Parts of the Trump administration’s proposed travel ban have passed a federal appeals court in California, reinstating a temporary immigration ban against travelers from Muslim-majority countries, keeping them from entering the United States. The U.S. Court of Appeals for the Ninth Circuit, composed of a three-judge panel, countered an earlier lower court ruling that put the travel ban covering travelers from Chad, Iran, Libya, Somalia, Syria, and Yemen on hold.
The Trump administration has made several attempts to enact a travel ban against Muslim-majority countries as well as nations considered a threat to national security. Its third iteration was issued in September, blocking travel from 11 different countries. But the State of Hawaii was quick to block the executive order, challenging it in court. Honolulu District Judge Derrick Watson presided the case against what he called a “prejudiced” travel ban, issuing a preliminary injunction that barred the ban from full enactment.
Neither Watson’s injunction nor the appellate ruling affect people from North Korea and Venezuela.
In addition, the appellate panel would still allow “foreign nationals who have a credible claim of a bona fide relationship with a person or entity in the United States.” The appellate court reiterated that this would include cousins, aunts, uncles, nieces, nephews, grandparents, grandchildren, and siblings-in-law.
Commenting on the Ninth Circuit’s ruling, Hawaii Attorney General Douglas Chin said in a statement, “Today’s decision closely tracks guidance previously issued by the Supreme Court. I’m pleased that family ties to the US, including grandparents, will be respected.”
Lauren Ehrsam, spokesperson for the U.S. Department of Justice, celebrated the federal court’s decision. “We are reviewing the court’s order and the government will begin enforcing the travel proclamation consistent with the partial stay. We believe that the proclamation should be allowed to take effect in its entirety,” she said in a statement.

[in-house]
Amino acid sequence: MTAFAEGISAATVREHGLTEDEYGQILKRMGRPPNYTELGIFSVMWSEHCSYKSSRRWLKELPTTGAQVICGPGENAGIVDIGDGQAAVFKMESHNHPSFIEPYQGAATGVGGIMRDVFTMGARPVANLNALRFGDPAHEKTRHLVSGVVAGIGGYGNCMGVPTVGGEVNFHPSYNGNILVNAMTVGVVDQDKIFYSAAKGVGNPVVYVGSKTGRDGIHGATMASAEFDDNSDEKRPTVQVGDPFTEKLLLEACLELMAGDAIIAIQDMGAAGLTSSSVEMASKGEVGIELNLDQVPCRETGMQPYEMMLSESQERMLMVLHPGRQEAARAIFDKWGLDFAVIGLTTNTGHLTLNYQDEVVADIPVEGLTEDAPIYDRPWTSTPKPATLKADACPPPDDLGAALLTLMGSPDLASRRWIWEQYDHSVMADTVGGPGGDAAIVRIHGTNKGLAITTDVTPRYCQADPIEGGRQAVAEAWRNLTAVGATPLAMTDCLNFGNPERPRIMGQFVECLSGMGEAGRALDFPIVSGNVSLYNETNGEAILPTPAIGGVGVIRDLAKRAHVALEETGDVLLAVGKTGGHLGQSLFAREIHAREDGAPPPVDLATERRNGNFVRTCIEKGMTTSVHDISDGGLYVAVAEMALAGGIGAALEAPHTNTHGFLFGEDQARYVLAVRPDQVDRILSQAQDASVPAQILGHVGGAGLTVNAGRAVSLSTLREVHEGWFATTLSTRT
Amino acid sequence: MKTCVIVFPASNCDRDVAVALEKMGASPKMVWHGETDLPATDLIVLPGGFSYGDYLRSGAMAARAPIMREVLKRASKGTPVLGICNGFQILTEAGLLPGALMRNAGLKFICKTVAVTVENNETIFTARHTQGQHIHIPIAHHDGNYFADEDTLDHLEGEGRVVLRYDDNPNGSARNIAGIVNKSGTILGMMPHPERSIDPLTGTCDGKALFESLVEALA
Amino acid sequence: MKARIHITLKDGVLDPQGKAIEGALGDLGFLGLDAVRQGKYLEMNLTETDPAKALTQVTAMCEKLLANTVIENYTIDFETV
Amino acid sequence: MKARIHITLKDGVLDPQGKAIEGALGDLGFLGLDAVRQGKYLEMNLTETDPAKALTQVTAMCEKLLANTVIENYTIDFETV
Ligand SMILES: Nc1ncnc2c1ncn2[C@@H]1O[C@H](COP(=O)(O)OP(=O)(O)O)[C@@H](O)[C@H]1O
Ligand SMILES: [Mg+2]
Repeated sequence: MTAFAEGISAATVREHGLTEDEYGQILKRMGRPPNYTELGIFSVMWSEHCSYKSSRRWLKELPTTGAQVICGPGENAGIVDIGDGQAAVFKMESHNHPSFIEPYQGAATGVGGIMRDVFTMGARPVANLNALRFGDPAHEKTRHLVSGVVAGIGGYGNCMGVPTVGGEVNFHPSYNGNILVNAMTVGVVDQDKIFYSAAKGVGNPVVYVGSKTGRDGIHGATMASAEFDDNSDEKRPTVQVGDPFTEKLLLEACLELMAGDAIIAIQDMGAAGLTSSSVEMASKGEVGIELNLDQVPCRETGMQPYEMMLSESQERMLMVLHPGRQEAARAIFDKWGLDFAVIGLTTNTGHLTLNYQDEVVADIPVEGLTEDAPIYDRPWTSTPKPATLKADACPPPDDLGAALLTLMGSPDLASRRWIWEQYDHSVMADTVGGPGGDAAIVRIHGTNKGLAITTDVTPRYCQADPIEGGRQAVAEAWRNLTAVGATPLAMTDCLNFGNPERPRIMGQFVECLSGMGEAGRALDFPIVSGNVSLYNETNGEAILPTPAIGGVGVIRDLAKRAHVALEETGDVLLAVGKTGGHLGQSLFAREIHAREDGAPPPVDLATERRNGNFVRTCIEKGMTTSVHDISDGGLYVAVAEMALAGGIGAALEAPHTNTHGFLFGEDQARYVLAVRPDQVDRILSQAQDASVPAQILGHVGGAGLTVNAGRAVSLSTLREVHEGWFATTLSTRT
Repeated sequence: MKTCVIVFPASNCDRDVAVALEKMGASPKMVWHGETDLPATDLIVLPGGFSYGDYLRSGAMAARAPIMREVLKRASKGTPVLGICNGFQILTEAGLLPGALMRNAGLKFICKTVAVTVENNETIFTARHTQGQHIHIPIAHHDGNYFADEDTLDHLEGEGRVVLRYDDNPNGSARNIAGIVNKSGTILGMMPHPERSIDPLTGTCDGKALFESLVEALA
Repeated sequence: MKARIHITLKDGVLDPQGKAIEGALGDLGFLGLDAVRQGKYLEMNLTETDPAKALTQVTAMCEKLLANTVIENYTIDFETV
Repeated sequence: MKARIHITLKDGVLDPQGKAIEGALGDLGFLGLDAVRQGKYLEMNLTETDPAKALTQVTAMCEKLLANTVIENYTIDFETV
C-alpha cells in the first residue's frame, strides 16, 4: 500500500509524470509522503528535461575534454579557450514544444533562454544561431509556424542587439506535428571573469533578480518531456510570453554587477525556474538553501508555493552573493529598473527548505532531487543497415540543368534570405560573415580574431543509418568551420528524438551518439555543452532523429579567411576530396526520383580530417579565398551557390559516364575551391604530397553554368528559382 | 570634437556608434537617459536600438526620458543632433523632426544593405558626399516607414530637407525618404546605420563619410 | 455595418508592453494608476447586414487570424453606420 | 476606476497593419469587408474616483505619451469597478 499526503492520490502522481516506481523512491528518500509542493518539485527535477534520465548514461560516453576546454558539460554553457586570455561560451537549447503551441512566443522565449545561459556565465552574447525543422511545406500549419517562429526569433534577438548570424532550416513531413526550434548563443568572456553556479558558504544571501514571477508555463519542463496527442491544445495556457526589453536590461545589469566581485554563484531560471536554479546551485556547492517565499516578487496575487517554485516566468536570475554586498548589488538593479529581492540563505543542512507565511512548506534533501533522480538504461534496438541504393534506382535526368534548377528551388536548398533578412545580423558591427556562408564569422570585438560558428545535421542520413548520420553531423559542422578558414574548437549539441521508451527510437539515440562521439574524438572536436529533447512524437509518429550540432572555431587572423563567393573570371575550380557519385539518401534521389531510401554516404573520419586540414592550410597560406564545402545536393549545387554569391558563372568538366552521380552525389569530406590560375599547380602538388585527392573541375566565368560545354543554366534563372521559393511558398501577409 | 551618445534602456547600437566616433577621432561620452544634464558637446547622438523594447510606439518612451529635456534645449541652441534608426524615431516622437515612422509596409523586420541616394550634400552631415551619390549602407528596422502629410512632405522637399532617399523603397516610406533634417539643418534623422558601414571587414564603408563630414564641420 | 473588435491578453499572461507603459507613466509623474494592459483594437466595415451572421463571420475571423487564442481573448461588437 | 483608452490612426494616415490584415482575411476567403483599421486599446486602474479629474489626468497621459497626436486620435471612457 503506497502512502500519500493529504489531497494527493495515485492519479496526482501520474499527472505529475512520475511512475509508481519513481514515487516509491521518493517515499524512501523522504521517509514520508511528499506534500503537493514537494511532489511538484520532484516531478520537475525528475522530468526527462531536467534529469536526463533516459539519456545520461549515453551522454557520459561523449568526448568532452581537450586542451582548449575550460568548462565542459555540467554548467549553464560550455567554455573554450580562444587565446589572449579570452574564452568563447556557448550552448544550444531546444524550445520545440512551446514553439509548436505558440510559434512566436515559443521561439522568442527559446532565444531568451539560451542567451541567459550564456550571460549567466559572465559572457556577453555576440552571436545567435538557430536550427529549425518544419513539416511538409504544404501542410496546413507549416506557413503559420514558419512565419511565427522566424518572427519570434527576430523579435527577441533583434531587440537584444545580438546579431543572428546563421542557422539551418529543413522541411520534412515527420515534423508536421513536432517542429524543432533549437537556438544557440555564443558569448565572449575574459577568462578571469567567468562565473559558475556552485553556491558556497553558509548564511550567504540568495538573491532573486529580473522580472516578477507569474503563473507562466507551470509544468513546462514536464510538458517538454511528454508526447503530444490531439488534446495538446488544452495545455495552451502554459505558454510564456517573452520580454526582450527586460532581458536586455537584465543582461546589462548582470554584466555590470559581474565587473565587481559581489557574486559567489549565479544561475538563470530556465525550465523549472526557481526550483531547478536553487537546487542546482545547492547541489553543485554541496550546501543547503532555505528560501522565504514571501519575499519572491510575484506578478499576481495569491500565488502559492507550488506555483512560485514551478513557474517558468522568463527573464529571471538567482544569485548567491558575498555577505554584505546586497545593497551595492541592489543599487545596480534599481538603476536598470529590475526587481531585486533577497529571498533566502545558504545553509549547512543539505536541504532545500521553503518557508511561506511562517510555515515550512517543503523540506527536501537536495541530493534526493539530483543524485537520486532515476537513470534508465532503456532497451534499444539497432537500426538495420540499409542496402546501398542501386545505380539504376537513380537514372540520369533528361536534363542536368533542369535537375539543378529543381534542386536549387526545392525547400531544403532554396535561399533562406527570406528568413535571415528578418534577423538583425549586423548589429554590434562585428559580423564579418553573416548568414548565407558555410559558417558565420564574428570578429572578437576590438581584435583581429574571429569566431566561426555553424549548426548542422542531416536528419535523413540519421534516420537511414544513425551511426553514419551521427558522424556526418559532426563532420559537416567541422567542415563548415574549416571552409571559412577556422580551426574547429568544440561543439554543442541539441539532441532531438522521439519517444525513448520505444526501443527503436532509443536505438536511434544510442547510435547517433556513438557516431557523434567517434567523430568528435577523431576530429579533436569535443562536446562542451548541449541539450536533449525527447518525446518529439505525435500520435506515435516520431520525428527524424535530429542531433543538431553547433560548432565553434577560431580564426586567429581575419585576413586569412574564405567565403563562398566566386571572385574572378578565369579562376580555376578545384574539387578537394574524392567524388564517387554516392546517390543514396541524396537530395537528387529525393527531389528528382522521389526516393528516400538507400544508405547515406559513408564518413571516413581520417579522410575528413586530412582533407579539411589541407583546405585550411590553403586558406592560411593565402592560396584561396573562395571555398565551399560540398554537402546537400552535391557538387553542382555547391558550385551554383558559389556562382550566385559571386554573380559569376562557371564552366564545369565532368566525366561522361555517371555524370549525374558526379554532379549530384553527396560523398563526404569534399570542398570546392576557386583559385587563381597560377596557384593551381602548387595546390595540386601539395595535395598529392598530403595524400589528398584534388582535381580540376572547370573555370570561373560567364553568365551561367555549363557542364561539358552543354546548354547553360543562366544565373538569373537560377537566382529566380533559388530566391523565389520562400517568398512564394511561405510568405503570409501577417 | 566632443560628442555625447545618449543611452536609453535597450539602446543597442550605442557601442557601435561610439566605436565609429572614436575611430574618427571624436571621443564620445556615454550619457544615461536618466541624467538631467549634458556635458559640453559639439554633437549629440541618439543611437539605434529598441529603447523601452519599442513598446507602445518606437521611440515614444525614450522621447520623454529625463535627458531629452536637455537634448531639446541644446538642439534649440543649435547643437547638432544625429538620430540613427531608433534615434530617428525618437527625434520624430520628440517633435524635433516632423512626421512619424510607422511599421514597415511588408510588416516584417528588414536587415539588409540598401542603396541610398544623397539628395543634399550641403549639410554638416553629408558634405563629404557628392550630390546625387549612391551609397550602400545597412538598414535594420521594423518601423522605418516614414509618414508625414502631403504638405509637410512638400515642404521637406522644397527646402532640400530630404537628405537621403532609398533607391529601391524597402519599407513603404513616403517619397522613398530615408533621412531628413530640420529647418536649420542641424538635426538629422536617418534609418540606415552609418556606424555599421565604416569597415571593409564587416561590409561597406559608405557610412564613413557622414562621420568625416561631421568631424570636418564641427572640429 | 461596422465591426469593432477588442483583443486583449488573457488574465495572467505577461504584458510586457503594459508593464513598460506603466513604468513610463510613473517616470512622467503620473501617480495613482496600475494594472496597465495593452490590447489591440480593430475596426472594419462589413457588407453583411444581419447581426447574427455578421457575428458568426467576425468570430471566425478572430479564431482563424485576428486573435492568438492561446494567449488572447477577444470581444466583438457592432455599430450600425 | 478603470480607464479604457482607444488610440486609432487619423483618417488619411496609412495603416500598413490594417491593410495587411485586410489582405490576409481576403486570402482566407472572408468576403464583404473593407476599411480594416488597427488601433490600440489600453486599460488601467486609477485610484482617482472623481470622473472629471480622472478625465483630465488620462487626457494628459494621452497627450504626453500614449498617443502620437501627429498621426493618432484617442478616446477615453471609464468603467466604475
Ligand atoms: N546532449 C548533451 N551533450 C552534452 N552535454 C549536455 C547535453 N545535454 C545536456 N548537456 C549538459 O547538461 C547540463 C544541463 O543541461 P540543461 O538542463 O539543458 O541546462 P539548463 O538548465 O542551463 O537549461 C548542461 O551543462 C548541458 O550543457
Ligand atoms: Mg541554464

Previous versions of Trump’s travel ban have been heavily scrutinized from all angles. In October, U.S. District Judge Theodore Chuang also issued an injunction against the ban. Chuang’s decision, however, barred fewer provisions than Watson’s, prohibiting the administration from enforcing the ban on those with “bona fide” ties in the US.
Chuang cited the President’s tweets on the matter, highlighting that these implied the prejudicial basis of the ban, calling it an “inextricable re-animation of the twice-enjoined Muslim ban,” confident that that sentiment would render the executive order unconstitutional.
The travel ban in its current state requires the judicial go-signal of both the Fourth and Ninth circuits. An appeal will be heard at the Fourth Circuit on December 8 and at the Ninth Circuit on December 6.
For more immigration news and updates, be sure to follow this blog. If you, or a loved one, are affected by the travel ban and want to know what your options are, schedule a consultation with the legal team of the Lyttle Law Firm. Call our offices today to learn more about how Austin immigration attorney Daniella Lyttle can help you.